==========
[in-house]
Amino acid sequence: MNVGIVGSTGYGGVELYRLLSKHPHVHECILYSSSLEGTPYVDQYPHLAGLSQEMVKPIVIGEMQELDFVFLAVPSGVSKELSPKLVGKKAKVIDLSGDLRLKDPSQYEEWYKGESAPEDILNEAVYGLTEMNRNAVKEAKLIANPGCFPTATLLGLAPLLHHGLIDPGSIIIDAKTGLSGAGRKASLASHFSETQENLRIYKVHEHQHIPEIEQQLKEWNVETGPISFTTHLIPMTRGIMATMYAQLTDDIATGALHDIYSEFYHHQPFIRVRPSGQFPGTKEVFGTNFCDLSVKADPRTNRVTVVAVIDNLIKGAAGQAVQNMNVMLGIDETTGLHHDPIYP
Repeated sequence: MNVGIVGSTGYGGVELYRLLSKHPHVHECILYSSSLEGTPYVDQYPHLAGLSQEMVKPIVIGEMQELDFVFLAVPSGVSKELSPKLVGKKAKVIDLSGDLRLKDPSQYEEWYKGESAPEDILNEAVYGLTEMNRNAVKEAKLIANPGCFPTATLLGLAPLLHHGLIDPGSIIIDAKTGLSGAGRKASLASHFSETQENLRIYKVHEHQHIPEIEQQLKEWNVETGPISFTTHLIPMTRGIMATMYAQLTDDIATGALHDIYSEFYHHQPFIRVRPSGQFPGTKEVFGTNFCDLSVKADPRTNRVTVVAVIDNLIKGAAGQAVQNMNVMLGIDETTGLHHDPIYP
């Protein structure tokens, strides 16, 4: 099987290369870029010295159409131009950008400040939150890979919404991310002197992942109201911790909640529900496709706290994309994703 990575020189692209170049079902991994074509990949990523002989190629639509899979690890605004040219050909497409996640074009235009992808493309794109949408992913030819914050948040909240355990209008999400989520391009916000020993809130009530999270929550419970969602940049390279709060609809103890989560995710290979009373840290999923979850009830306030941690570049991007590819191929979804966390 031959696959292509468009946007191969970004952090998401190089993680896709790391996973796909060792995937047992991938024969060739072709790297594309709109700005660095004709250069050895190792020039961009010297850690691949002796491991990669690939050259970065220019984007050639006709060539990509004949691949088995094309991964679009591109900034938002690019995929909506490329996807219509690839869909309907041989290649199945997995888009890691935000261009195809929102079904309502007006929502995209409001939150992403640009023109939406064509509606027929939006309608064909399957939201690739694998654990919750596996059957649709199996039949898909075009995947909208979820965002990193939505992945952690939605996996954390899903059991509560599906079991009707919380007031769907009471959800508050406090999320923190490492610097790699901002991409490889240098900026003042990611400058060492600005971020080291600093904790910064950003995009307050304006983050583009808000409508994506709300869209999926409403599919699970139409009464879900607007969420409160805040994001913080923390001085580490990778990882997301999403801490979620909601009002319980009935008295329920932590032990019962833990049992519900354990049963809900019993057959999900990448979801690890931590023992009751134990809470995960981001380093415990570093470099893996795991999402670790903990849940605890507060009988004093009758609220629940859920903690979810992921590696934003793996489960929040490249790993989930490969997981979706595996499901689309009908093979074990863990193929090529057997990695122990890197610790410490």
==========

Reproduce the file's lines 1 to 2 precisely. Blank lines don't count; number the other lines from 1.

[in-house]
Amino acid sequence: MNVGIVGSTGYGGVELYRLLSKHPHVHECILYSSSLEGTPYVDQYPHLAGLSQEMVKPIVIGEMQELDFVFLAVPSGVSKELSPKLVGKKAKVIDLSGDLRLKDPSQYEEWYKGESAPEDILNEAVYGLTEMNRNAVKEAKLIANPGCFPTATLLGLAPLLHHGLIDPGSIIIDAKTGLSGAGRKASLASHFSETQENLRIYKVHEHQHIPEIEQQLKEWNVETGPISFTTHLIPMTRGIMATMYAQLTDDIATGALHDIYSEFYHHQPFIRVRPSGQFPGTKEVFGTNFCDLSVKADPRTNRVTVVAVIDNLIKGAAGQAVQNMNVMLGIDETTGLHHDPIYP